The argument against a SS is really a moot point. It has existed in the market place for decades and continues to exist. And, someone is making money selling it. The market dictates value and the market has determined there is a place for this product, at this price point. It was survived the test of time. Simple as that.

  17. Jerry says:

    Well stated, Jim. Any product that fails to satisfy a need or want will vanish from the market. SS has held ground for a long time. I never had one, never used one. Saw one once and was not really impressed.

  18. Ian says:

    @Dreamcatcher

    Sigh. Why do these things always turn into pissing competitions?

    I kind of view the SS as a big dremel. – something that is handy for odd things. I got mine for $200 bucks, and have gotten amazing value out of it. I own a contractor’s saw – I’ve never used the SS as a table saw.

    Unfortunately, I have no photos of any of the jigs I’ve knocked up for the Shopsmith. I can tell you , though, that when I needed a router table, I just bought a cheap router and made a jig for the SS table – using it’s pretty good fence, mitre gauge etc. I did this for about $5 in materials. Try doing that with a regular drill-press, or table saw or whatever.

    I’ve also used it as a jig for sanding mitered surfaces, where the disc sander is introduced to an odd-shaped work piece, not the other way around.

    Um, I also remember using the auxiliary tables to support a sharpening jig for the grinding wheel, that I would have had to make something more cumbersome with a regular bench-mount grinder.

    I also use the horizontal borer function quite a bit – I find it more comfortable than a drill press for lots of things.

    Obviously you could knock anything up for any machine, but I found the fact that the SS was built with flexibility in mind made doing it more straightforward. It’s hard to quantify – it just seems to invite experimentation – there are more adjustable surfaces to clamp to etc.

    I’m a little disappointed, Dreamcatcher, that you would resort to calling people who like their SS inexperienced. Spend a little thought on this and you would realize there is no way to win this argument one way or the other. People who like this tool are not going to be persuaded otherwise by insults.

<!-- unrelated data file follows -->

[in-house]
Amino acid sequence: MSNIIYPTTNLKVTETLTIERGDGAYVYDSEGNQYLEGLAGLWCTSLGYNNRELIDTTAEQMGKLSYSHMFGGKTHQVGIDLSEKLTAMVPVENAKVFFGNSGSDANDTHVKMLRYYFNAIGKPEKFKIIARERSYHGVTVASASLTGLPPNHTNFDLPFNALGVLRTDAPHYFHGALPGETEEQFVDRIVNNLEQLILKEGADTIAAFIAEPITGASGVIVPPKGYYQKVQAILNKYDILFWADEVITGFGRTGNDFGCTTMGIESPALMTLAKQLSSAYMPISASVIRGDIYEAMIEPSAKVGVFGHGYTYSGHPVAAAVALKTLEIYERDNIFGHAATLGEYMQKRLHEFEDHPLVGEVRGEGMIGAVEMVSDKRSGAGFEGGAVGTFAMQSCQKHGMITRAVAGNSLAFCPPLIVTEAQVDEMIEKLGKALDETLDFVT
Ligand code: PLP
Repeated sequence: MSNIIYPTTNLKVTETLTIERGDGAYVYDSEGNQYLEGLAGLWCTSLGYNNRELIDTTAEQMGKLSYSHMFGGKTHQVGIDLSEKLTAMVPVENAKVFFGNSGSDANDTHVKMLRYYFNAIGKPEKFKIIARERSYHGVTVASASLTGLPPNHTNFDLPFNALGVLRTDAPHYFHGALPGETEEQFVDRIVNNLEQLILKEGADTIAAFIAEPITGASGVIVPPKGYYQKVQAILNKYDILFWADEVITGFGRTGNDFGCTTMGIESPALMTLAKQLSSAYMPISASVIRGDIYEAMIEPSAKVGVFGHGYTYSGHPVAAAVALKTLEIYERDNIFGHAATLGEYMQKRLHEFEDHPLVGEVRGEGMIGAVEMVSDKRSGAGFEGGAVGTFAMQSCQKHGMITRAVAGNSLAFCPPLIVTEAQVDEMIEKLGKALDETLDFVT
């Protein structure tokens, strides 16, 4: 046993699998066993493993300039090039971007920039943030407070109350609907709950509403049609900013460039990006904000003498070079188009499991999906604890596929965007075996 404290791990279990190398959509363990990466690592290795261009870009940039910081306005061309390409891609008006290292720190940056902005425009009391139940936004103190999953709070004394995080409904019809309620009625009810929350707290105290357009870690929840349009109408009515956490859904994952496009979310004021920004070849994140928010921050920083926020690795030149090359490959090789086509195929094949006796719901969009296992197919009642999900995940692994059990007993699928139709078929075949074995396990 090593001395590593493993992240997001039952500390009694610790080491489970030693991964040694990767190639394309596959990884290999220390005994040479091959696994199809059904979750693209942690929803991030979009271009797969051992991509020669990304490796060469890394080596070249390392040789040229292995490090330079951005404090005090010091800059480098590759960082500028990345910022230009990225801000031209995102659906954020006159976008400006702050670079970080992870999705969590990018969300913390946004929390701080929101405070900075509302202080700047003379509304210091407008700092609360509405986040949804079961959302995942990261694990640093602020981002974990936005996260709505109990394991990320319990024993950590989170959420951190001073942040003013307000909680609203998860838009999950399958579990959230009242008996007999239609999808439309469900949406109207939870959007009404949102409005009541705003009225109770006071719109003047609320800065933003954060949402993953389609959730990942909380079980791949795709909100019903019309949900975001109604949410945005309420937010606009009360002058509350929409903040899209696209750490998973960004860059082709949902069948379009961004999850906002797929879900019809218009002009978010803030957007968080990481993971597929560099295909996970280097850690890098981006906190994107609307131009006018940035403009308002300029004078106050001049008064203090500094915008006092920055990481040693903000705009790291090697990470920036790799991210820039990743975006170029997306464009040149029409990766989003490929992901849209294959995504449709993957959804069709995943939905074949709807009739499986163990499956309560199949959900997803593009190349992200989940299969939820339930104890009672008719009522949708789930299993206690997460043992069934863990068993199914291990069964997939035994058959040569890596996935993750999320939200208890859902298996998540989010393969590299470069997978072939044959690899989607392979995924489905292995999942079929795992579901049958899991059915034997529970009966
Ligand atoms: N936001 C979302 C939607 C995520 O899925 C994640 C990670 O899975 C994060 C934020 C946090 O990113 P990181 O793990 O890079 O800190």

There is no way a professional is going to think the SS is a good tool for them when they have access to a big shop. I wouldn’t. If you don’t have the imagination to put yourself in the position of someone who doesn’t, at least refrain from making personal value judgments.

  19. Red says:

    Interesting list of manufacturers in Dreamcatchers list. How many of them provide customer support for their products over a period exceeding a half century? How many of their ‘new’ products are 100% compatible with their ‘previous’ models.

    How many of them could offer a quantum leap power plant improvement and be able to offer upgrades to ALL previous models.

    I dare say that the items on that list are ‘available’. How long will they remain maintainable?

    If all those items will ‘fit on a shelving unit’, they cannot be very heavy(durable).[actually I doubt they would 'fit']

    Yes the table saw function is the least of its capabilities, and the tilt table at times is a PITA but having both a TS and a SS I find the TS is covered most of the time. I do not wonder why, I know why. I doubt you will ever discover why!(Yer mind is made up and does not wish to be confused with new input)

    50 yrs from now look back and observe how many of those tools on your list are still working, or you are able to repair with OEM parts.

    Ya SS is unique and definitely not ‘mainstream’ and not a fit for everyone. Those that it does ‘fit’ are thankful there is a SS alive and well today.

  20. dusty says:

    I read all of these and was not going to get into the fray but I cannot help myself. I have been a Shopsmith user for nearly thirty years. I have it because I want a tool that will do what it does (all of it) and still not take up half a garage. Toolmonger is way off base and he said so himself. He is a professional cabinet maker and if he had purchased a Shopsmith as his table saw he would not be in business. The Shopsmith was not (is not) designed for that kind of work and cannot do that kind of work except on a small scale. To compare the TS feature to that of a Unisaw is down right ignorant.